14 September 2020
New from The Geo Models blog: “Earlier this year, I became aware of the longer, geographically-specific title and learned that the painting does portray a real location with a particularly interesting geologic context…. Cole’s vantage point on Mt. Holyoke is east-northeast.
28 August 2020
The sharpness of these landslide features suggests they may still be slowly moving, but very little disruption to vegetation is visible in satellite imagery, so movement is probably very slow. Since their maximum age is known (the time of mining; late 1800s-1920s), they offer interesting comparison to older, natural landslides in the area, which tend to have softened, rounded features due to weathering and erosion.
28 July 2020
New from The Geo Models: “These anticlines are recognizable as fault-propagation folds because the fault that offsets the deepest blue layer does not cut upward through the entire section. Displacement along the fault at depth is accommodated by folding of the overlying, un-faulted layers.”
21 July 2020
New from The Geo Models blog: “I asked Google and was rewarded with a vintage paper called…wait for it…’A Florida Landslide.’ Written in 1948 by Richard Jordan of Florida State, the paper describes a surprisingly impressive landslide that occurred in Gadsden County, Florida…”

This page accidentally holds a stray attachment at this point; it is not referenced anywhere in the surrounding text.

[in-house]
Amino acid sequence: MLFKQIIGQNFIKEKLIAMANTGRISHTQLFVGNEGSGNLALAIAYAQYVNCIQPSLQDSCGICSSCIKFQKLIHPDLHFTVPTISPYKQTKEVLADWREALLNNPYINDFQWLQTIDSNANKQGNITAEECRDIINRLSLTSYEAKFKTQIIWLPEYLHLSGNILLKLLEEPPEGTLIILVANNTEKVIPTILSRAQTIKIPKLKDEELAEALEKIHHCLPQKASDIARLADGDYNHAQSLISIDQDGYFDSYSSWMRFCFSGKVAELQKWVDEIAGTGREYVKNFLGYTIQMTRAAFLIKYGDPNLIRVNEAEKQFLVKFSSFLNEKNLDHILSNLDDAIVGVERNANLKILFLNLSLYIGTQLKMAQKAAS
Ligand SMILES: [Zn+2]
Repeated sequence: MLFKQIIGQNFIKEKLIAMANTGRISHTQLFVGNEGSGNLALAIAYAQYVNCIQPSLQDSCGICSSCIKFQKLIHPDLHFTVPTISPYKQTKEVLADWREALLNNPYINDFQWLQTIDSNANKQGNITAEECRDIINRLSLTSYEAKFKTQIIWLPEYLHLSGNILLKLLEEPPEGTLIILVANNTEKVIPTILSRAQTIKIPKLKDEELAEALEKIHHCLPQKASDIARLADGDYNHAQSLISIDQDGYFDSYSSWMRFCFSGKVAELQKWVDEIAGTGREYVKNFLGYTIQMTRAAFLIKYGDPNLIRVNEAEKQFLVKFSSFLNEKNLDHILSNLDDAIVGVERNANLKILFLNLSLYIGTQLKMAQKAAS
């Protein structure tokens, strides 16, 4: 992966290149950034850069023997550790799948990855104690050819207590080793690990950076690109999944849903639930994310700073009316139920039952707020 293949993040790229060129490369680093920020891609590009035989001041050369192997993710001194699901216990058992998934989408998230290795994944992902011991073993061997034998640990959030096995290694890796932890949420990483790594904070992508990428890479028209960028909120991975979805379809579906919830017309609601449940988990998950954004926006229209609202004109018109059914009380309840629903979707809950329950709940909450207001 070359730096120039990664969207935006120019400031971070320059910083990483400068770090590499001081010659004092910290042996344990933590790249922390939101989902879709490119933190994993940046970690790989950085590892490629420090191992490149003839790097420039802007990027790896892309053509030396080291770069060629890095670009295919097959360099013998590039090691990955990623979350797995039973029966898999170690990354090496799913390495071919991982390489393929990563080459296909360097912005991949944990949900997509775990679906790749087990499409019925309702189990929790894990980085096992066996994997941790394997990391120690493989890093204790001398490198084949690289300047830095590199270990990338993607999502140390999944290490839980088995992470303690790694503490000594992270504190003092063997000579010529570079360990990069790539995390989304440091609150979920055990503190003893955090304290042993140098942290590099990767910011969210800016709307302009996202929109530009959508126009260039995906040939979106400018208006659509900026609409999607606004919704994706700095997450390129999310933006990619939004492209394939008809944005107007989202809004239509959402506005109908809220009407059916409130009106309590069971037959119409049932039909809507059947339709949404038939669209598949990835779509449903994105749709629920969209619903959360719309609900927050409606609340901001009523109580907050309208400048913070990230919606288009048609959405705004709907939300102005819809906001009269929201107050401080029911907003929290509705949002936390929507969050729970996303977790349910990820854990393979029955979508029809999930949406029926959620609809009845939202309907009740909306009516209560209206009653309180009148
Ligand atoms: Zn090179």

17 July 2020
Several Mesozoic rift basins have been exhumed along the Atlantic margin of North America, creating interesting patterns in sedimentary rock layers and igneous intrusions that originated during the breakup of Pangaea.
1 July 2020
A new study simulates ocean tides on imaginary Earth-like worlds, revealing the limits of topography’s influence on tidal energy
19 June 2020
The latest post from The Geo Models blog.
15 May 2020
A simple model of a continental rift basin that develops some characteristics of the real thing can be made by constructing a layered sand cake on top of two overlapping sheets of paper, one of which is anchored to the underlying board, etc. This model setup will produce an asymmetric half-graben style of basin, which has a single, high displacement breakaway fault on one side and several smaller faults on the other.
22 April 2020
Latest from from The Geo Models: Deformation associated with listric (downward flattening) normal faults produces very interesting patterns.
7 April 2020
The different mechanical properties of the layers are apparent in the dip angles of the normal faults in the model. The master fault on the left side of the model (black line) is less steep in the weak microbeads, an expression of how their failure behavior differs from the stronger layers above and below.
25 March 2020
Some upper Devonian sandstone mountains in the Virginia Valley and Ridge show evidence of deep-seated landsliding, resulting in the formation of a downthrown block (graben) along the summit ridge.
20 March 2020
A newly-released LiDAR data set reveals impressive ridge-top cracks associated with large rock slides in the Virginia Valley and Ridge. While the cracks are easily visible with LiDAR hillshade imagery, they appear to be covered by normal forest vegetation and would probably look like elongated depressions in the forest.